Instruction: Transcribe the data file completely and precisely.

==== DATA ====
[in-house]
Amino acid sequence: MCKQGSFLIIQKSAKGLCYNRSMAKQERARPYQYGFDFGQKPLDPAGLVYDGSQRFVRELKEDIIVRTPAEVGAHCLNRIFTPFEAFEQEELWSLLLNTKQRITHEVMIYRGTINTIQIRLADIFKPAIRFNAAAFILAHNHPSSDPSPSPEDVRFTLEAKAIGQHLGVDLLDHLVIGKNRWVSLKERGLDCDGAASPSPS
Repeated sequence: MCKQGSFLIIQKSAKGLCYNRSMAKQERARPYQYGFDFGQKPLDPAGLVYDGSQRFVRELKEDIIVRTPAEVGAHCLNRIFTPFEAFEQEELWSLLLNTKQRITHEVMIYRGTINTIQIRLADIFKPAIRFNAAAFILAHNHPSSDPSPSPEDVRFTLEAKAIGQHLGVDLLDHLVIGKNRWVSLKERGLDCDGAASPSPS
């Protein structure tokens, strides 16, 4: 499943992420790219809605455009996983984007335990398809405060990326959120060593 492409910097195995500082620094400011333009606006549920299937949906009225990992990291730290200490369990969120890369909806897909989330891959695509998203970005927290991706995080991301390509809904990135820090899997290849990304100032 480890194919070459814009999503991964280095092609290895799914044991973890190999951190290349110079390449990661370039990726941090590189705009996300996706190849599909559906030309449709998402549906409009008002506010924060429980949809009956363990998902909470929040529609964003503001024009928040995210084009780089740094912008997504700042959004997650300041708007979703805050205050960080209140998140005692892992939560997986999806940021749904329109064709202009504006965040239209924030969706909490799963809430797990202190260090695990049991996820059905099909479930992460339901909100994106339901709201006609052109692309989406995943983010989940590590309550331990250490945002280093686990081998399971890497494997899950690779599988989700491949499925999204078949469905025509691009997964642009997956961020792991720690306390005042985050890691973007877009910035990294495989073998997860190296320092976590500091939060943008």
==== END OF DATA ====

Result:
[in-house]
Amino acid sequence: MCKQGSFLIIQKSAKGLCYNRSMAKQERARPYQYGFDFGQKPLDPAGLVYDGSQRFVRELKEDIIVRTPAEVGAHCLNRIFTPFEAFEQEELWSLLLNTKQRITHEVMIYRGTINTIQIRLADIFKPAIRFNAAAFILAHNHPSSDPSPSPEDVRFTLEAKAIGQHLGVDLLDHLVIGKNRWVSLKERGLDCDGAASPSPS
Repeated sequence: MCKQGSFLIIQKSAKGLCYNRSMAKQERARPYQYGFDFGQKPLDPAGLVYDGSQRFVRELKEDIIVRTPAEVGAHCLNRIFTPFEAFEQEELWSLLLNTKQRITHEVMIYRGTINTIQIRLADIFKPAIRFNAAAFILAHNHPSSDPSPSPEDVRFTLEAKAIGQHLGVDLLDHLVIGKNRWVSLKERGLDCDGAASPSPS
């Protein structure tokens, strides 16, 4: 499943992420790219809605455009996983984007335990398809405060990326959120060593 492409910097195995500082620094400011333009606006549920299937949906009225990992990291730290200490369990969120890369909806897909989330891959695509998203970005927290991706995080991301390509809904990135820090899997290849990304100032 480890194919070459814009999503991964280095092609290895799914044991973890190999951190290349110079390449990661370039990726941090590189705009996300996706190849599909559906030309449709998402549906409009008002506010924060429980949809009956363990998902909470929040529609964003503001024009928040995210084009780089740094912008997504700042959004997650300041708007979703805050205050960080209140998140005692892992939560997986999806940021749904329109064709202009504006965040239209924030969706909490799963809430797990202190260090695990049991996820059905099909479930992460339901909100994106339901709201006609052109692309989406995943983010989940590590309550331990250490945002280093686990081998399971890497494997899950690779599988989700491949499925999204078949469905025509691009997964642009997956961020792991720690306390005042985050890691973007877009910035990294495989073998997860190296320092976590500091939060943008």